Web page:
btlbcc commented on November 25, 2014
Fairbanks-Morse (if I recall correctly) made an opposed-pistol diesel engine (possibly a copy of the German engine referred to. I don't know how they kept the upper piston from filling up with oil from the upper crank bearings, but apparently there was a solution. We had a couple them (surplus, no doubt) in the power plant at the college I attended. They also had a couple of Ames Uniflow steam engines. The steam engines were quiet - you could hardly hear them running; the opposed-piston diesels were extremely noisy - the sound seemed to come out through the engine block at the point where the pistons met. Both types of engine were generating about 300KVA. They tended to run the steam engines during the winter (the exhaust steam was routed through the heating system) and the diesels during the summer, when they shut down the boilers. It's been a while, but I believe that due to extensive campus expansion, that they have shut down the power plant and gone to the local electric company, replacing the 150PSI power boilers with 15PSI heating boilers. Progress may be good, but it's not always so interesting....
artoriusthebear commented on October 21, 2014
Many of you guys brought up some good comments. As someone who is designing my own engine; and thus I tend to find the flaw in all other designs. I find this one pretty interesting.
*Oiling: Somebody mentioned that the oil will fill the cylinders when the engine isn't running. But That would mean that all radial engines and inverted engines would have that problem. So, somehow it has been dealt with.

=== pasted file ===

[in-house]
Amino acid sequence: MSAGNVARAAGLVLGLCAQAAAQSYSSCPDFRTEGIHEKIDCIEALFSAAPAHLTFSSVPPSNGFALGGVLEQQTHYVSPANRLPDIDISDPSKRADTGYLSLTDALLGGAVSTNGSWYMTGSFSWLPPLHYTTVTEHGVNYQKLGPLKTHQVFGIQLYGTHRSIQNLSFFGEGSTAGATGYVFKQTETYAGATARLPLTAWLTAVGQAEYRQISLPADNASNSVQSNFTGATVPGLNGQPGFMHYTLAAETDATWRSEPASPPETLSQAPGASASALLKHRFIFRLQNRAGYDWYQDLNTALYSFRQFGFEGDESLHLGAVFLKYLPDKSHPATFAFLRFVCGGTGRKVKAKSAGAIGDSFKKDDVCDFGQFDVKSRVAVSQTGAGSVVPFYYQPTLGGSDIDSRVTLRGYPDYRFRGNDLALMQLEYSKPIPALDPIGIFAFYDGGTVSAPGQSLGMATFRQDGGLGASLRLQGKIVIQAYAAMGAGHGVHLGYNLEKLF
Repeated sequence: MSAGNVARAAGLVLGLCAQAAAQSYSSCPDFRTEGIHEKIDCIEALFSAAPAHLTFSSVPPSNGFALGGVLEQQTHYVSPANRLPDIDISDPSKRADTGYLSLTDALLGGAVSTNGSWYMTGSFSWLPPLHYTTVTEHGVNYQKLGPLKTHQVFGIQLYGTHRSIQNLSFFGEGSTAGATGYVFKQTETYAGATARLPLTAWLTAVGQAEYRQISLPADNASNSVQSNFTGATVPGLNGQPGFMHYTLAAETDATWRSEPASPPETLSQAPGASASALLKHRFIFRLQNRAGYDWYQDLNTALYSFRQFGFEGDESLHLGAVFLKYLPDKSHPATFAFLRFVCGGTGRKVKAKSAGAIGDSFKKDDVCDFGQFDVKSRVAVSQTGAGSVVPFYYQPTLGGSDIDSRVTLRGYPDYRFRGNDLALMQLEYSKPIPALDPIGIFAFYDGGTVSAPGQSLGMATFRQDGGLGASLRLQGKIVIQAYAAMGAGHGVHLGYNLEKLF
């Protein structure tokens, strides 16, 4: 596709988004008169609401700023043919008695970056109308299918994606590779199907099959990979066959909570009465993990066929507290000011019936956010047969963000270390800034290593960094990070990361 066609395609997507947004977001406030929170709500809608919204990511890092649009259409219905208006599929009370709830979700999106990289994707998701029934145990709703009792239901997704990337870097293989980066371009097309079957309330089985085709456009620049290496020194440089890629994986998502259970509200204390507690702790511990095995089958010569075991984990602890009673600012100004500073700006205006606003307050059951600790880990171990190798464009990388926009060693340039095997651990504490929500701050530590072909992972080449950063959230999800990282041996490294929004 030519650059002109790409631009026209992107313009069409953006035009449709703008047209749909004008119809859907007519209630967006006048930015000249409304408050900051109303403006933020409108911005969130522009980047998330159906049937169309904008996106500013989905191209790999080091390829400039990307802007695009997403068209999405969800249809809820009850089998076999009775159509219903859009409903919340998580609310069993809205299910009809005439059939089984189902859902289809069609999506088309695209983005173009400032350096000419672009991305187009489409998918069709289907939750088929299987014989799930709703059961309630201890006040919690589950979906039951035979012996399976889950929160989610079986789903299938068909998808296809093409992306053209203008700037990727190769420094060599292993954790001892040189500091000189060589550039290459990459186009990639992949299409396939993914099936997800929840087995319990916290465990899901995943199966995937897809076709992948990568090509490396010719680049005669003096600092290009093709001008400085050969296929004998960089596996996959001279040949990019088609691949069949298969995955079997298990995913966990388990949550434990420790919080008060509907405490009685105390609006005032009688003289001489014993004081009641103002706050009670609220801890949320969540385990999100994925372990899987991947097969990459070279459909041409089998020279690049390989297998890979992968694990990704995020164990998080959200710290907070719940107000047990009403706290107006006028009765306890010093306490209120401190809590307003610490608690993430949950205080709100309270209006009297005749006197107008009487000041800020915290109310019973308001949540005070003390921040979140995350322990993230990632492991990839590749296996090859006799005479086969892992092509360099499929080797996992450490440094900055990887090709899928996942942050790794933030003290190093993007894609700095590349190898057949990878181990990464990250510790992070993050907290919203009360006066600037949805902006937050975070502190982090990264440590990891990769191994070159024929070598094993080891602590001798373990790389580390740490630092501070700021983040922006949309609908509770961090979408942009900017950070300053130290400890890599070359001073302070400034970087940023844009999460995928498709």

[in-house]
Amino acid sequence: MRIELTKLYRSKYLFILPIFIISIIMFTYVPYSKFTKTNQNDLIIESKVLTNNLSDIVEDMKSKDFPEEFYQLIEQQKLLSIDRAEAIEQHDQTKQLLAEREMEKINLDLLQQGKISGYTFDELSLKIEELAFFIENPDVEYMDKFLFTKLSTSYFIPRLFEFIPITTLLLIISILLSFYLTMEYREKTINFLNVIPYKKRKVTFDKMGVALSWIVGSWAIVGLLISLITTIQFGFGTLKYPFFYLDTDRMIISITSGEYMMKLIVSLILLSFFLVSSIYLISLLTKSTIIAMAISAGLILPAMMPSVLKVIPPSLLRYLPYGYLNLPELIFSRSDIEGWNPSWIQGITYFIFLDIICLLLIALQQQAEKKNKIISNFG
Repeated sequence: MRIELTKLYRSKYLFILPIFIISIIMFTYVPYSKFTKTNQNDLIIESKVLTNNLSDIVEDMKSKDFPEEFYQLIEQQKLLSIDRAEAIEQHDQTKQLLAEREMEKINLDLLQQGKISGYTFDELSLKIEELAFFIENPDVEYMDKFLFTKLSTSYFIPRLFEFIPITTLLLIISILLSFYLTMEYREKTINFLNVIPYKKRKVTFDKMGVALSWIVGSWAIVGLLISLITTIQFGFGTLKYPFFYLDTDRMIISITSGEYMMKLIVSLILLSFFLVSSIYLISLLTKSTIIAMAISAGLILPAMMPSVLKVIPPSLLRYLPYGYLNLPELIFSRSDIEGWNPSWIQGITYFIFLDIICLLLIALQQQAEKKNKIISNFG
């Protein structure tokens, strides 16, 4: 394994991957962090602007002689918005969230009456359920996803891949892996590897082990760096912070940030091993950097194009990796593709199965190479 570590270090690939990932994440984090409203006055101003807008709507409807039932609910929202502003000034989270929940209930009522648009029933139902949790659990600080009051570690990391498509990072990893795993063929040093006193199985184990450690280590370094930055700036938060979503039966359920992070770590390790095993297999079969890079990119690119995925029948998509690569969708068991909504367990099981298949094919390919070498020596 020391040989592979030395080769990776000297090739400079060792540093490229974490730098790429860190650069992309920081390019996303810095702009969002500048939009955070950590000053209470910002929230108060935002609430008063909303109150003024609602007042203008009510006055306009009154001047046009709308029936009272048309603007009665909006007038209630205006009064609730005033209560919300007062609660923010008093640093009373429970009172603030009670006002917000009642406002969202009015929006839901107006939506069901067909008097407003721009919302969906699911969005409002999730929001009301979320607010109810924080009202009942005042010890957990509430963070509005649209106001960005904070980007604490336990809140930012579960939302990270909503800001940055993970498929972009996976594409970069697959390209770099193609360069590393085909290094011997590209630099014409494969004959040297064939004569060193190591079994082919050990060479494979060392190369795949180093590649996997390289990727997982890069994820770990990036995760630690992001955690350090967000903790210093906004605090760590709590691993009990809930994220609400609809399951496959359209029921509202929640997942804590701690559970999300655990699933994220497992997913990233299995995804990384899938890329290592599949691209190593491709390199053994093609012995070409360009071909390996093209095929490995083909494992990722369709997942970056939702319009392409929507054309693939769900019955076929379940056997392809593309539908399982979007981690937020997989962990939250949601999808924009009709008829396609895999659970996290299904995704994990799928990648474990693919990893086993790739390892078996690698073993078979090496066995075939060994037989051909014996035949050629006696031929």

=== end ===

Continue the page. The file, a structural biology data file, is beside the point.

*Breathing: Somebody mentioned the difficulty in getting airflow through the engine. This really isn't an issue as long as ports are kept to a good size and smooth. Its he same in any engine. And cylinder wall ports always flow better than poppet valves anyway.
*efficiency: I think here there is a lot of questions. So I'm gonna split this into two groups.
*fuel efficiency: I don't see much advantage here.
*Power to weight ratio: Here is where this design is really superior. It isn't however as compact as they claim. The motors they are showing are long-blocks. Thus lacking the fuel injection system, intake plumbing, exhaust system, cooling system, electrics, output shaft combiner, etc. The claim that their 4 cylinder engine is "the size of an modern engine with only one cylinder" is bogus.
So finally: I like the idea, and I can think of tons of uses for it. But I don't see it replacing the tried and true stuff. Just being a special purpose motor for certain applications.
Uncle B commented on March 31, 2013
Compared to the three moving part complete power train electrics? still an internal combustion, so still only 25% efficient, against an electric motor at 99% efficiency. nano carbon super capacitor systems promise high efficiency energy supply for the electrics. Fossil fuel engines epoched by modern Science and technology, belong in the 20th Century American Dream, not the 21st century Global Village realities.
Mr Lama commented on March 16, 2012
How can it be called one stroke because there is only one time firing in total one crank cycle.
Design and thinking very good and interesting.Appreciate it.